2017 saw a new chapter of Pycon in India, Pycon Pune. Pycon Pune 2017 felt more community focused, had loads of upstream contributors as speakers and participants, community booths (Pyladies, PSF) and loads of hacking.
Pycon Pune 2017 was a 4 day event, from 16 Feb - 19 Feb. The first 2 days were conference days, and the remainder 2 were for devsprints. This was my first year as a Pycon volunteer. I spent most of the time with Farhaan recording talks and running around with mic during QA sessions. Another great thing about this Pycon was that I had my wife, Sumukhi attend Pycon with me. Although, it was a totally new world for her, sometimes boring and dauting, yet, she had fun time volunteering in the conference.
What I liked about the conference
- Single track: it was easier to focus
- Great opensource talks
- A lot of keynotes by awesome speakers across the globe
- The venue
- More open source community centered
- devsprints with upstream contributors
What I didn’t like
- Conference badges (it was printed in haste, in the last moment)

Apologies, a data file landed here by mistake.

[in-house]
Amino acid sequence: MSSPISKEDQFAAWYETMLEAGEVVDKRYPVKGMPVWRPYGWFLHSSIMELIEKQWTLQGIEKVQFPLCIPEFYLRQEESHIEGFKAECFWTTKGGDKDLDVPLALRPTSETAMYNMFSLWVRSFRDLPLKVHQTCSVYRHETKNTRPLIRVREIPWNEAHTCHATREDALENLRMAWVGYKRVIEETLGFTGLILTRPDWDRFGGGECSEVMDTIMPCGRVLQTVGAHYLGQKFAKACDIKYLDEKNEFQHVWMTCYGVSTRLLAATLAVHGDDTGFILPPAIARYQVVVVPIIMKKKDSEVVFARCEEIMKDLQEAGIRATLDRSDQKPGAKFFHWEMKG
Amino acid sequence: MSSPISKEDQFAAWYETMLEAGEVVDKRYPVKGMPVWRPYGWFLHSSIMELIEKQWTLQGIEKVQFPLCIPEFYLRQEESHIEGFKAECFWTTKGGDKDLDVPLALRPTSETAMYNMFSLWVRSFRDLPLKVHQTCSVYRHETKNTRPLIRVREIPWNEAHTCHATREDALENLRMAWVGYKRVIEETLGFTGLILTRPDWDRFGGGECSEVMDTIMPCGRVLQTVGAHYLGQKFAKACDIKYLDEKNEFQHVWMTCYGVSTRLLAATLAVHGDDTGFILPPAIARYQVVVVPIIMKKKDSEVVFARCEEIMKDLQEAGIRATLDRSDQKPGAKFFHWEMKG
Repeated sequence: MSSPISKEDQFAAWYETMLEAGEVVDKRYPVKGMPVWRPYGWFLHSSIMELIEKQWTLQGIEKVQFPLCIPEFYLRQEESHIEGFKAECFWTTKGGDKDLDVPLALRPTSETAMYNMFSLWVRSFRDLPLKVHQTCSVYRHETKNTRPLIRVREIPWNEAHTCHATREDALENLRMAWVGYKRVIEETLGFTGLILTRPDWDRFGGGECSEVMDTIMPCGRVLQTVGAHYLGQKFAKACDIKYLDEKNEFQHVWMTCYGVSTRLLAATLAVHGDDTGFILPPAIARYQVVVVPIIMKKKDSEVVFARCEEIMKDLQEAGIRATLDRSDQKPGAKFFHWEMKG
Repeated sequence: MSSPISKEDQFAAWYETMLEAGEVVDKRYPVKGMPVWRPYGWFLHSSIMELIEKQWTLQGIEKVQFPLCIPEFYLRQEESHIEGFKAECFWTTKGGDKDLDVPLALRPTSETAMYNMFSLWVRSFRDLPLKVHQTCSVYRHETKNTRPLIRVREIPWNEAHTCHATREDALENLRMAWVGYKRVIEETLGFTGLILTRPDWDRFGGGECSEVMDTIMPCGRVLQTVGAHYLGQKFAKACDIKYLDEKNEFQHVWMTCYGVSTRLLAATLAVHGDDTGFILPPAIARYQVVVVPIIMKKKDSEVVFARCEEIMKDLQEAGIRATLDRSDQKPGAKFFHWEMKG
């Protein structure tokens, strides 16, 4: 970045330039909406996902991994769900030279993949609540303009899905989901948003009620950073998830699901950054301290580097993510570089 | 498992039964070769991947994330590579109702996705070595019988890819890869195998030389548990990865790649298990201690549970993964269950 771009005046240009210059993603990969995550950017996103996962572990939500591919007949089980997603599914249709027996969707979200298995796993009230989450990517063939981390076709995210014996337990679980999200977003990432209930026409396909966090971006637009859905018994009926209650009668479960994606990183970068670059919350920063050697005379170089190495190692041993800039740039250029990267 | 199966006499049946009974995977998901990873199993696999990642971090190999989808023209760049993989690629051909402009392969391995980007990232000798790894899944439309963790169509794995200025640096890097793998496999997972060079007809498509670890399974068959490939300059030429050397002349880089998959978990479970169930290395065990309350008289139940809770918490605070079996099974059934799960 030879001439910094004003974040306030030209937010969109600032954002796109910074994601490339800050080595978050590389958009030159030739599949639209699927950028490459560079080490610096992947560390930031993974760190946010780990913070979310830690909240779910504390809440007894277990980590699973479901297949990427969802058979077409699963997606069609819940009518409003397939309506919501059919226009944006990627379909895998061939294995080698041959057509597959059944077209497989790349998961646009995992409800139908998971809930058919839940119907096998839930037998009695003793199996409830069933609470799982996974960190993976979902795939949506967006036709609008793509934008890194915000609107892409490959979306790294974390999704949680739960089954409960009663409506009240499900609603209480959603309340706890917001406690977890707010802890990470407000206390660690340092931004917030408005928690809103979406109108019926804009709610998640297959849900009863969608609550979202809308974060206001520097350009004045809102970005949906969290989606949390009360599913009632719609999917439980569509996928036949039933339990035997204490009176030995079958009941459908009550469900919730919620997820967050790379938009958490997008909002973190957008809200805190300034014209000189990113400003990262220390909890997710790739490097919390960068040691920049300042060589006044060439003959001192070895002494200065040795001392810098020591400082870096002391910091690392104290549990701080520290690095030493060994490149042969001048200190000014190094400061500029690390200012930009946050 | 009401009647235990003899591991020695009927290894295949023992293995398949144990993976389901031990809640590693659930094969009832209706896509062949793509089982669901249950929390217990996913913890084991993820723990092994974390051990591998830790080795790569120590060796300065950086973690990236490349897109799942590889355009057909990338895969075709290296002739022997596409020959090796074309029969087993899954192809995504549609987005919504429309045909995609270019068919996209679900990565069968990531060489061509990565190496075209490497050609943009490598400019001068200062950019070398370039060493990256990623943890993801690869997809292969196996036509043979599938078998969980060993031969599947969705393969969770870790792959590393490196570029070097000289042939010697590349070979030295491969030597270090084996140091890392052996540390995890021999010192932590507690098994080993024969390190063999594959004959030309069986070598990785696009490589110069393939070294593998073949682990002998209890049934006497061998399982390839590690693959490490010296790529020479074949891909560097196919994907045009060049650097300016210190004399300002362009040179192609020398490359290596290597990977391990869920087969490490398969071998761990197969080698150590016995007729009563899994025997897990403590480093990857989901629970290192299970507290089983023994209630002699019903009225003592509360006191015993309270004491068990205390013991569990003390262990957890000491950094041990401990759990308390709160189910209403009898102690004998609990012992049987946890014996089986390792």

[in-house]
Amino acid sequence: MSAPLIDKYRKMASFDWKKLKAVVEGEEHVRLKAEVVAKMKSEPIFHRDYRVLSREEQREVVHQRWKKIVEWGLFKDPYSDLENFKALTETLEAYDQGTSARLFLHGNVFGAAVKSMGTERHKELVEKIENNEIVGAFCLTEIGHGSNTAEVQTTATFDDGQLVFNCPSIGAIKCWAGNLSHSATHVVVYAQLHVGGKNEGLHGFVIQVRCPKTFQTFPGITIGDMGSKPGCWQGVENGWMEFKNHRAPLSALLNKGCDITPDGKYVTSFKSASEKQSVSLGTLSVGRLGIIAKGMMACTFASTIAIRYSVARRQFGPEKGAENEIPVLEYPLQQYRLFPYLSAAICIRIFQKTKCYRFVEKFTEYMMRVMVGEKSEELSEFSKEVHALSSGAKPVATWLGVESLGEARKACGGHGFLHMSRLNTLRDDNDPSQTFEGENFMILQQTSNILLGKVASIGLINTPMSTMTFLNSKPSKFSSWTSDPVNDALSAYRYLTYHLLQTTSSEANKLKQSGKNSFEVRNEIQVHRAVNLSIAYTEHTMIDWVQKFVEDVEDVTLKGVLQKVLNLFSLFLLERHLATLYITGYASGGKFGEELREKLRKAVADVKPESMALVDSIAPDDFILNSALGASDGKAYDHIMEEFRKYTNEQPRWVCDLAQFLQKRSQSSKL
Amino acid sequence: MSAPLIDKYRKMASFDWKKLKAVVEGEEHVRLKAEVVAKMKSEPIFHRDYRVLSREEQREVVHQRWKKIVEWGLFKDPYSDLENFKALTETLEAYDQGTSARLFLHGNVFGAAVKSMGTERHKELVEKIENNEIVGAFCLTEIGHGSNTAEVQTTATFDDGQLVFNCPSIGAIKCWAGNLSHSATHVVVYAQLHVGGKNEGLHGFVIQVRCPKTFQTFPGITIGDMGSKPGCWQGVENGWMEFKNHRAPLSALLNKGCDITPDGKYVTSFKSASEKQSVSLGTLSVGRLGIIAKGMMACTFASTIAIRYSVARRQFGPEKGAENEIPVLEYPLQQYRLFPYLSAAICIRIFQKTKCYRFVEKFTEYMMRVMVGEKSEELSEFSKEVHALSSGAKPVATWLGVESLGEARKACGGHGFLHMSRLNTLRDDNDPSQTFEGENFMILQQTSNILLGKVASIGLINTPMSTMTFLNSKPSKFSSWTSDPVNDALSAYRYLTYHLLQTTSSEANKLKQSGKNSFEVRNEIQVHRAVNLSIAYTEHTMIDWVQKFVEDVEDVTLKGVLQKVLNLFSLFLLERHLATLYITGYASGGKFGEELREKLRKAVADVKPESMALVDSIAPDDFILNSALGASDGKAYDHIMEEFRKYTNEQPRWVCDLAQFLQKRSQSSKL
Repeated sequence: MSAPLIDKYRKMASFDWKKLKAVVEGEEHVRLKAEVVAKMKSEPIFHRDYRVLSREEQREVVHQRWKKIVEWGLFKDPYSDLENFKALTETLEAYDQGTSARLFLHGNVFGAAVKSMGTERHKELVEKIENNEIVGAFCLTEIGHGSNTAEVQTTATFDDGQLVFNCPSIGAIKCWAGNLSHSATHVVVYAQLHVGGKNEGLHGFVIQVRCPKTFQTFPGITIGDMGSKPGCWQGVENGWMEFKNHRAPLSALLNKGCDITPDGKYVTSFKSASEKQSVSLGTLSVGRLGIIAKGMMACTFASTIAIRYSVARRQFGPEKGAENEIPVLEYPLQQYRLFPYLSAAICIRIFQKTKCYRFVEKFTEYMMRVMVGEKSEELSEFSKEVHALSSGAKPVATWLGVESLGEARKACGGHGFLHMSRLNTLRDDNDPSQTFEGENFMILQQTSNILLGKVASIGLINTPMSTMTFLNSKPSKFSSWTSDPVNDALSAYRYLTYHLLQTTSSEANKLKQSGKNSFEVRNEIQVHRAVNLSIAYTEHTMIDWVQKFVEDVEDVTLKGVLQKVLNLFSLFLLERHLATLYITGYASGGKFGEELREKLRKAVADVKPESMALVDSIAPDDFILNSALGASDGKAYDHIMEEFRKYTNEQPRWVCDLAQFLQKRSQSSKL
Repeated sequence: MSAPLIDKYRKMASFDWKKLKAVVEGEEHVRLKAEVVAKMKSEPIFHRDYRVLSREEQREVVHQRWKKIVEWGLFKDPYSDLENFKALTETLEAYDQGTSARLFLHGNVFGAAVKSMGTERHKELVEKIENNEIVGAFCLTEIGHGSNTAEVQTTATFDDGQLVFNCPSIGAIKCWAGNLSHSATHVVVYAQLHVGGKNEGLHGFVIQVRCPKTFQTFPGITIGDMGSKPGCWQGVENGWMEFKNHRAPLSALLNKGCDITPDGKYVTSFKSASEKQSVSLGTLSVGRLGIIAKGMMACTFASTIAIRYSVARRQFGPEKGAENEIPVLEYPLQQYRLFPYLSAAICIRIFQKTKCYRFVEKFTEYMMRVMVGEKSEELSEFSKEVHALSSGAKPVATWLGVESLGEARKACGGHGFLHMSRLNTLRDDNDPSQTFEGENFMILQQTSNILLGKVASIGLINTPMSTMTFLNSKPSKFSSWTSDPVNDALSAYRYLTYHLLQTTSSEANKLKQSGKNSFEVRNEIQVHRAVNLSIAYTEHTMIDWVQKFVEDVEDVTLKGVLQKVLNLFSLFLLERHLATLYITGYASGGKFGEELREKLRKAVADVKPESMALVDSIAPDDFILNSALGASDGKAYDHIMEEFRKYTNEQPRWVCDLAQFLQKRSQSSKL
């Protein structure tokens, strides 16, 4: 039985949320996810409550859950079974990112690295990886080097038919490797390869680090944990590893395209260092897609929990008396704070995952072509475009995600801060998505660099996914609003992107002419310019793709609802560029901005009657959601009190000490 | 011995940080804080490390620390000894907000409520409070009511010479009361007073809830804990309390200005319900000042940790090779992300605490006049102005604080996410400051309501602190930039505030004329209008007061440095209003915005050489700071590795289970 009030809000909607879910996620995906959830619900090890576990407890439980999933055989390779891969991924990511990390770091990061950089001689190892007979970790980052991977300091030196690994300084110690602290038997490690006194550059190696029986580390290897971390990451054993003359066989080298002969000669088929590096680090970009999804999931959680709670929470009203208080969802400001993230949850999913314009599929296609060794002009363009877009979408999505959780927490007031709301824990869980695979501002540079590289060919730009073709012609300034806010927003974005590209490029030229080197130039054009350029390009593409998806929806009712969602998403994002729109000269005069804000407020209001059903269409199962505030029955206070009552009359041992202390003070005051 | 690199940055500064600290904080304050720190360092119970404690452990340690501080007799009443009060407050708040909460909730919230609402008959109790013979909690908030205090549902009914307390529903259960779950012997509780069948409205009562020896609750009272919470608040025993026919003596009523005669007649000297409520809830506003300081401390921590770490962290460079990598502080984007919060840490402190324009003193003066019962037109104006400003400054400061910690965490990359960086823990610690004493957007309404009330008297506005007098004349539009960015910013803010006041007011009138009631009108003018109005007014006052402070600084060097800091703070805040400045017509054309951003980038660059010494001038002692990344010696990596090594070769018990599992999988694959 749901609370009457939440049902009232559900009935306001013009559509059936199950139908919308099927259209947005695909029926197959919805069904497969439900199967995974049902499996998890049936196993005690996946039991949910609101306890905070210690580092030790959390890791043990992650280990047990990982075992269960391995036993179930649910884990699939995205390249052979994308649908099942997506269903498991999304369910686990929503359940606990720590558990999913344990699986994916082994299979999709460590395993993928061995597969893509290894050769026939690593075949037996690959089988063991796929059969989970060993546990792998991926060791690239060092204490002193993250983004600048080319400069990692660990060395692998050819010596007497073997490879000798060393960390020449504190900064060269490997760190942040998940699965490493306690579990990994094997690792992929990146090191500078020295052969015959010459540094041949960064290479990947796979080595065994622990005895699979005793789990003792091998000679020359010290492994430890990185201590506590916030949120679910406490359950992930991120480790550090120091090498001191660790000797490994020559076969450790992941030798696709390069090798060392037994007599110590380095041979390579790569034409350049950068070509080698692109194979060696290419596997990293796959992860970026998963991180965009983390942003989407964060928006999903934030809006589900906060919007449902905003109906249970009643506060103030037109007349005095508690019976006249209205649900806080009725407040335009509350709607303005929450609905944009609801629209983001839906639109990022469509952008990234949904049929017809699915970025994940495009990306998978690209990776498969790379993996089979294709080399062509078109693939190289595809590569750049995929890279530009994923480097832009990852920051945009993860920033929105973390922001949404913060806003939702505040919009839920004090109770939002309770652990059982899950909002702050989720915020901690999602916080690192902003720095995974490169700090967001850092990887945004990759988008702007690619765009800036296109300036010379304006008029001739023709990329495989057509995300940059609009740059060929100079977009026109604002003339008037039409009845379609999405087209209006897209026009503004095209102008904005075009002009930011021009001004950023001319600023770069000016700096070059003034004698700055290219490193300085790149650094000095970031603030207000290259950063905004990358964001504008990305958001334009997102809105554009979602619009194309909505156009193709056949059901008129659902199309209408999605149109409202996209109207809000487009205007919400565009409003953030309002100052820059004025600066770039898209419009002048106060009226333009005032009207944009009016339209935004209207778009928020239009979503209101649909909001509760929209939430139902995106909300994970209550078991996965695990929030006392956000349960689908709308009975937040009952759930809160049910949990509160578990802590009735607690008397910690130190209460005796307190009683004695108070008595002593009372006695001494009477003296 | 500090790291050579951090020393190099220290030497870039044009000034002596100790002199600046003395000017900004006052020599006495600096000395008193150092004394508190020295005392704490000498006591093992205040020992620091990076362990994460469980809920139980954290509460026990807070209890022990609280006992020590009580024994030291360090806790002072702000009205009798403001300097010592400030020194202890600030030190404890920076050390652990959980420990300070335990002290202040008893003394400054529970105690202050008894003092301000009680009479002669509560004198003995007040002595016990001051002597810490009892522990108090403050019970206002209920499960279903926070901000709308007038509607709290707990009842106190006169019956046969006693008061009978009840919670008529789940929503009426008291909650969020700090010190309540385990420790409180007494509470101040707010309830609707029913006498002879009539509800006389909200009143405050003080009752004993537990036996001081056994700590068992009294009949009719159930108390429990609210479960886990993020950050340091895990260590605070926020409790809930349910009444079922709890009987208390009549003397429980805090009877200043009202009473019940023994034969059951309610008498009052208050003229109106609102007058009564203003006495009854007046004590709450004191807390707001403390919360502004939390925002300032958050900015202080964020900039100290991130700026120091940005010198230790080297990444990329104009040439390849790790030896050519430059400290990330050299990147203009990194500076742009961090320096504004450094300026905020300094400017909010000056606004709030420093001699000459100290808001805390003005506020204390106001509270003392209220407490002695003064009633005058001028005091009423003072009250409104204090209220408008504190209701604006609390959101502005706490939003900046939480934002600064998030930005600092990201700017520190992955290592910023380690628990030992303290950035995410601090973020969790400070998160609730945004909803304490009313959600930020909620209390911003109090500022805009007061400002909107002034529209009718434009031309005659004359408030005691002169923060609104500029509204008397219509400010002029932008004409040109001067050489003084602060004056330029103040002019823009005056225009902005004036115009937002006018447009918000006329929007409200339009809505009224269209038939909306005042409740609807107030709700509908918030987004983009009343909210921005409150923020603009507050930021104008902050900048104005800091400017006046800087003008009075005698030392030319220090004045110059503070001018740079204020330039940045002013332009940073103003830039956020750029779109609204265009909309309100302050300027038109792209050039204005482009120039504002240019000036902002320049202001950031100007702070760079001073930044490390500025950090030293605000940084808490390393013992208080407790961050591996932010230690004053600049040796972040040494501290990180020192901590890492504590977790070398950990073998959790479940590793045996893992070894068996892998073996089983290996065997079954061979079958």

- There was no separate rooms for coding and discussions
Talks I liked
- Keynote by Honza Kral
- Writing beautiful code
- Keynote by John ‘warthog9’ Hawley
- Building trust in releases
- Keynote and scientific lightshow by Pravin Patil
- Keynote by Katie Cunningham
- Pagure - Past, Present, Future by Farhaan and Vivek
- Django on steroids - lessons from scale by Sanket Saurav
- Keynote by Terri Oda
I pitched Opencabs (An open source web framework to manage cab services), a pet project of mine, in the lightning talks and it got the attention of quite a few folks who want to solve social problem statements with Open Source.
Devsprints were fun. It was about mentoring and getting mentored. While I mentored a few folks to get their feet wet in Django by contributing to Opencabs, I got mentored by Honza to resume my contributions to Django, and Nick Coghlan to submit my first pull request to Cpython. In the midst of all these, I didn’t manage time to hack on ircb, but I am optimistic to land a few commits to it this week.
To sum up, Pycon Pune was fun and I am looking forward to it next year.